The 1992 Kyoto Protocol produced the United Nations Framework Convention on Climate Change, which is an international treaty that set binding obligations on industrialized countries to reduce emissions of greenhouse gases. The United Nations accordingly created the Clean Development Mechanism (CDM) as a regulatory authority to trade and sell carbon dioxide emissions or its equivalent in a regulated market in industrialized countries that signed the Kyoto protocol. The main purpose for carbon trading is to lower greenhouse gas emissions and encourage investment in green technologies. The pricing of carbon credits is supposed to be carefully designed, but prices remain unpredictable and it is not very clear how they are determined.
Carbon markets are the medium through which carbon dioxide emissions or other greenhouse gas equivalents (Co2e) are traded as a credit or an offset. A country/region/city can regulate pollution caused by greenhouse gas emissions through a market-based approach known as cap-and-trade. Accordingly, authorities would regulate maximum allowable emissions caps for industries. Industries that produce a smaller amount of emissions than their allowable cap would sell the difference as carbon credits or offsets; and industries that produce more emissions than their allowable cap have to buy the difference. In other words, those who produce less greenhouse gas emissions than the allowable caps make money, and those who produce more have to pay money. Through regulating maximum allowable emissions caps for industries, the United States, for example, has managed since 1980 to effectively reduce the greenhouse gases responsible for acid rain pollution.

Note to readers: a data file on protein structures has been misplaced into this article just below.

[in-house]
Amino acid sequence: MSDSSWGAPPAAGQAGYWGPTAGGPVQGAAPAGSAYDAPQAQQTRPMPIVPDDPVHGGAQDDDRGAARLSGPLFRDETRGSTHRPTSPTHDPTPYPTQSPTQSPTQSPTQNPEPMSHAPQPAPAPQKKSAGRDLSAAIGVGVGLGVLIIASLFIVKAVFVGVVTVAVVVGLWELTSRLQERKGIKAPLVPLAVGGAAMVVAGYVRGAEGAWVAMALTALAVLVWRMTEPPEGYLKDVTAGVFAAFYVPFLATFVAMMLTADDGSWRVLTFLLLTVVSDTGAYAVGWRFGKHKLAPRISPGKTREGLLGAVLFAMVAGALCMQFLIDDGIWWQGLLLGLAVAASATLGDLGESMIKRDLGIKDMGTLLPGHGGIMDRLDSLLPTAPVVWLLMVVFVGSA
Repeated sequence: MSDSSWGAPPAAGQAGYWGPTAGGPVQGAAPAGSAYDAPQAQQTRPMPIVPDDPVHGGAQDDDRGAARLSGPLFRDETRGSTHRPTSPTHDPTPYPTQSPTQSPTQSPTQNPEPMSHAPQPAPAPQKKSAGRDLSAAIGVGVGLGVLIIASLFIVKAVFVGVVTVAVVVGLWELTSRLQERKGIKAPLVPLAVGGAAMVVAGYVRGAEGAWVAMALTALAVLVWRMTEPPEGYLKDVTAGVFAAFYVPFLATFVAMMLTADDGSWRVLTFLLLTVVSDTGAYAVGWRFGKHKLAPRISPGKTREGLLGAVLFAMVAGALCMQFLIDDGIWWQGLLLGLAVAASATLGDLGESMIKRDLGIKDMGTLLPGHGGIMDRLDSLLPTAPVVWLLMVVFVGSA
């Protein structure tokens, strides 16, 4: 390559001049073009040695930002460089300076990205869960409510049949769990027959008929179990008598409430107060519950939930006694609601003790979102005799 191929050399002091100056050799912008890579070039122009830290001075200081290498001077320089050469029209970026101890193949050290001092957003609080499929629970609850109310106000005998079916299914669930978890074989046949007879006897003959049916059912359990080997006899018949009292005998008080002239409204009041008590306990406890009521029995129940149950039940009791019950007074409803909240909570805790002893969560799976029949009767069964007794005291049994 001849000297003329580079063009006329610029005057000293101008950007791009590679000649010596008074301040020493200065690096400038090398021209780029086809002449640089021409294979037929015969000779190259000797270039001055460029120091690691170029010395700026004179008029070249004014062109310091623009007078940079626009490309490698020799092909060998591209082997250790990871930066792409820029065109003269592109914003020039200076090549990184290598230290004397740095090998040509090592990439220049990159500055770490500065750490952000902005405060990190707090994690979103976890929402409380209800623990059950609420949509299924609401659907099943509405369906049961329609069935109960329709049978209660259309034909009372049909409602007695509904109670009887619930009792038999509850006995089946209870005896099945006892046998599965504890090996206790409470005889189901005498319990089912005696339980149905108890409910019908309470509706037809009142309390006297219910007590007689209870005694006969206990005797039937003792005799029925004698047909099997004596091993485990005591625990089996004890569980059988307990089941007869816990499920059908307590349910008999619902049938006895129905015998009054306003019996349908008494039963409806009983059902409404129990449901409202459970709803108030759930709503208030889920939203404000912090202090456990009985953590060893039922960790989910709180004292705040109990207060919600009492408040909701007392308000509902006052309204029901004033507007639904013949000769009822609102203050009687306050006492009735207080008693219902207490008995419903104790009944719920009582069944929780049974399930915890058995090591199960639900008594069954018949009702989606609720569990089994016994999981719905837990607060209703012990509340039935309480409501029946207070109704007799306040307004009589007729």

Emissions may also be regulated through a carbon tax. The tax or fee is a cost for pollution, and the money collected from this tax would be used to finance green technologies that enhance green economic development. This can be an easy and quick instrument to price pollution in comparison to the complex process of developing a cap-and-trade approach. However, it can have negative economic consequences if it ends up being only about paying taxes and no action is taken to reduce emissions and to invest in green technologies. Sweden has implemented a carbon tax system since 1990, and has managed to reduce greenhouse gas emissions by 17%. The tax rate there today reaches $150/ton of Co2e (tCo2e), and the collected taxes have been invested in financing green technologies and in successfully phasing out fossil fuels for heating.